April 29, 2008
William Deresiewicz has called literary criticism ?a profession that is losing its will to live.” Faculties are shrinking, professors are warning students away from graduate school, and the twenty-first century has yet to produce a public intellectual of Harold Bloom or George Steiner’s stature. In short, university English departments are in crisis. It must be Tuesday.
Whether English departments are teaching the right books is, as always, up for debate, but the fact that they are emptying is not. Anthony Kronman, author of Education’s End: Why Our Colleges and Universities Have Given Up On the Meaning of Life, has seconded Deresiewicz?s observation that universities are teaching undergraduates with more of an eye to future employability than to the meaning of life, a set of priorities that has been unkind to humanities departments. The canon wars have cooled down, but the question is not ?Who won?? but ?Who cares??
The Blame Relativism First choir has good instincts?political correctness is destructive, novelty is an idle pursuit?but setting conservatism’s rhetorical sights on moral and cultural relativism only returns attention to a topic with which liberals in academia are, for the most part, bored. The battles of Closing of the American Mind have faded and new ones arisen, and in this round of the fight apologists like Kronman pose a greater danger to their side than overzealous multiculturalists. To spend so much energy explaining why literature and philosophy are worth four years? study indicates some anxiety about the answer. After all, business and engineering professors rarely take the time to justify their departments; they assume their students understand that a high salary is directly correlated with ability to purchase goods and services. The benefits of literature and philosophy are less material, but men no more need to be convinced that wisdom is desirable than that love is, or power, or happiness. To presume that students need to be talked into believing literature matters supposes that this is an open question, when really neither side of the canon wars ever doubted that literature was important enough to be worth the fight.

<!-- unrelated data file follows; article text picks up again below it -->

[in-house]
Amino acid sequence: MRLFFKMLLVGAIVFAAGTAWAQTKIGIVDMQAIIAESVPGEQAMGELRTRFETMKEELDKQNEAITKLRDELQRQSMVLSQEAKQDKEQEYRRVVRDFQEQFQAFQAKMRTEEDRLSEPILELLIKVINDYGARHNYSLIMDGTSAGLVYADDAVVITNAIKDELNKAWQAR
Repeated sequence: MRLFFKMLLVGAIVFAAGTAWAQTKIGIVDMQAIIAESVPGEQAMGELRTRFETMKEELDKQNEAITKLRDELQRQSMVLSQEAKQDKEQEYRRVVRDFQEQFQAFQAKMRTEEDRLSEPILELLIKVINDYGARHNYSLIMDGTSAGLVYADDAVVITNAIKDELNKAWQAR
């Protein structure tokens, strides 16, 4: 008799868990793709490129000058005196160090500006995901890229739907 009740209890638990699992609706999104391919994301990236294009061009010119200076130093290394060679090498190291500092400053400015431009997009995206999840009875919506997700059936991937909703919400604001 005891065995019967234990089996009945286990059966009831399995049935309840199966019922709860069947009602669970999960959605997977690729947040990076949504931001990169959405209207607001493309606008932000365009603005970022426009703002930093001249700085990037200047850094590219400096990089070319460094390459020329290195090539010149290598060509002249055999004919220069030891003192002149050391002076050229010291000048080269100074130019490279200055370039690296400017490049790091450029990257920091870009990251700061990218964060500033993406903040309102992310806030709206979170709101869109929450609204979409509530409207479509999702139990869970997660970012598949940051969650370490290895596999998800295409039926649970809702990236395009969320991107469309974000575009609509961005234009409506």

If the problem with literature and philosophy departments is that they no longer occupy themselves with big questions, better that Deresiewicz and Kronman should use their expertise in the humanities to offer new and compelling answers than that they should reinforce their profession’s crisis of confidence by addressing their arguments to a small, skeptical minority. As any writing seminar will teach you, “Show, don’t tell.”
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